The measurement of radiocarbon by mass spectrometry is very difficult because its concentration is less than one atom in 1,000,000,000,000.The accelerator is used to help remove ions that might be confused with radiocarbon before the final detection.Plants and animals naturally incorporate both the abundant C-12 isotope and the much rarer radiocarbon isotope into their tissues in about the same proportions as the two occur in the atmosphere during their lifetimes.
While not all objects have the same isotopes, both living and nonliving objects have some sort of decaying, radioactive isotope that can be used based on known decay rates. An isotope of some sort is located and isolated within an object.
That isotope is then compared to its decaying product and scientists are able to use known decay rates to determine how old the initial isotope is.
Radiometric dating is a process of identifying the age of a material based on known half-lives of decaying radioactive materials found in both organic and inorganic objects.
Radiometric dating is often used to determine the age of rocks, bones, and ancient artifacts.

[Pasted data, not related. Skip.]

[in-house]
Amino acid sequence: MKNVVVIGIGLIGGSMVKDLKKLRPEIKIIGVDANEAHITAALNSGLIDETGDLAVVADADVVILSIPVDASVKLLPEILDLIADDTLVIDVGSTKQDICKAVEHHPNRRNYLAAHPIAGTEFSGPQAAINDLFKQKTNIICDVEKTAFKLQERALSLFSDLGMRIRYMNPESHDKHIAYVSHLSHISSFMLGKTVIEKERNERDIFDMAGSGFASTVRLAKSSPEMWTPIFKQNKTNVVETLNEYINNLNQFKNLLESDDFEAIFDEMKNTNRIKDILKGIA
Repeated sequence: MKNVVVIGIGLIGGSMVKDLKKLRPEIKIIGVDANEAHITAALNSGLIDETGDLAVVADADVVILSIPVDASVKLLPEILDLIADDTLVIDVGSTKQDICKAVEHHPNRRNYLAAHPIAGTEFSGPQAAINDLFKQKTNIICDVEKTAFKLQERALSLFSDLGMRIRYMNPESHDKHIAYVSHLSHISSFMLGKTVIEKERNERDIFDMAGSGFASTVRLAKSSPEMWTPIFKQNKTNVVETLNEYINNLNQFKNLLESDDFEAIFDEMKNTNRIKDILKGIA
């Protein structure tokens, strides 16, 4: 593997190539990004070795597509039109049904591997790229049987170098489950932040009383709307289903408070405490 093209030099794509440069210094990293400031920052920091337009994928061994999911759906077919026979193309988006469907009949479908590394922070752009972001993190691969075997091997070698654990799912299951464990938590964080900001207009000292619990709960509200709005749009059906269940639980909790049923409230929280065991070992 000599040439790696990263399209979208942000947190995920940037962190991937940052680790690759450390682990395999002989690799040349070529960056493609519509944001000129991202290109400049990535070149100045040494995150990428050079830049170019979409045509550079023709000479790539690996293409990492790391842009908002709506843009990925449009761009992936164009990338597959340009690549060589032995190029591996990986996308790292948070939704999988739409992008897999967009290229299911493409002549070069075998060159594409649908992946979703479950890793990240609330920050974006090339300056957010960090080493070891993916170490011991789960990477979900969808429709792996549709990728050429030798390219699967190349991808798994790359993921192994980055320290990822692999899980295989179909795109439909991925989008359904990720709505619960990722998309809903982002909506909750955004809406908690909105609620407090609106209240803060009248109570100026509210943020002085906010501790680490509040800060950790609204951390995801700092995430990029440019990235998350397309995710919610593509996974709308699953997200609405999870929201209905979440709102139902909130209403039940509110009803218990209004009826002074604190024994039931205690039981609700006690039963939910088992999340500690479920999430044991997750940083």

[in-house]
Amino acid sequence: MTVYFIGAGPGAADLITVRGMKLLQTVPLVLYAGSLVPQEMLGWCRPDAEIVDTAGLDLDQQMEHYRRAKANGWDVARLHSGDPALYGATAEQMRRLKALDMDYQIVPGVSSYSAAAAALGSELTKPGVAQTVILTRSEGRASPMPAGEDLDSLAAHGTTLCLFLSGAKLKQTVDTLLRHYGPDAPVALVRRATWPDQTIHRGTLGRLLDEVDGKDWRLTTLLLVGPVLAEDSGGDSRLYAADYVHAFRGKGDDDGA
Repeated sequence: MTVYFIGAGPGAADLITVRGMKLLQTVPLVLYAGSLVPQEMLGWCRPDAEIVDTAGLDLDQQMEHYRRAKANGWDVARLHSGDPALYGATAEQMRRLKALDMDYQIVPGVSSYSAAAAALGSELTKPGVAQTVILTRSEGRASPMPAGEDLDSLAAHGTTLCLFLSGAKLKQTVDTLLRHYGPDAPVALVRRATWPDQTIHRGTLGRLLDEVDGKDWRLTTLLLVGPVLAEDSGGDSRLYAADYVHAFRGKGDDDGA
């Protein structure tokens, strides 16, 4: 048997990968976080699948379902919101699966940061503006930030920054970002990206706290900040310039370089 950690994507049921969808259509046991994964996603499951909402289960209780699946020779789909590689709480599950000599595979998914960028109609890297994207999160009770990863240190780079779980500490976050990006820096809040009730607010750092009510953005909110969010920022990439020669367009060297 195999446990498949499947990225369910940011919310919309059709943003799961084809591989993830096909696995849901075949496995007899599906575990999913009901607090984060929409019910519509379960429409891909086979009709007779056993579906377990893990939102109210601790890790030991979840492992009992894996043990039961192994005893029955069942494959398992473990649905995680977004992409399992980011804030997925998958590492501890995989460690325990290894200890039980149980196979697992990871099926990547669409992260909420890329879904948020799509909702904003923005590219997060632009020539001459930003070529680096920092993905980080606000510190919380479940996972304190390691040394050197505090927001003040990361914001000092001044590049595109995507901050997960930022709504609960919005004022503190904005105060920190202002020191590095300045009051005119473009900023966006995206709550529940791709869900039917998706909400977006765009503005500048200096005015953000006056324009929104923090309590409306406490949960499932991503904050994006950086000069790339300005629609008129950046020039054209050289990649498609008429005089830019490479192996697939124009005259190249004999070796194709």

The sample is put into the ion source either as graphite or as carbon dioxide.
It is ionised by bombarding it with caesium ions and then focused into fast-moving beam (energy typically 25ke V).C-14 is produced in the upper atmosphere when nitrogen-14 (N-14) is altered through the effects of cosmic radiation bombardment (a proton is displaced by a neutron effectively changing the nitrogen atom into a carbon isotope).The new isotope is called "radiocarbon" because it is radioactive, though it is not dangerous.In fact, radiometric dating can be used to determine the age of the Earth, (5.54 billion years old) other planets, and celestial objects.Radiometric dating is often referred to as “radioactive dating” and “carbon dating,” though many different types of isotopes can be used to identify an object’s age.There are two techniques in measuring radiocarbon in samples—through radiometric dating and by Accelerator Mass Spectrometry (AMS).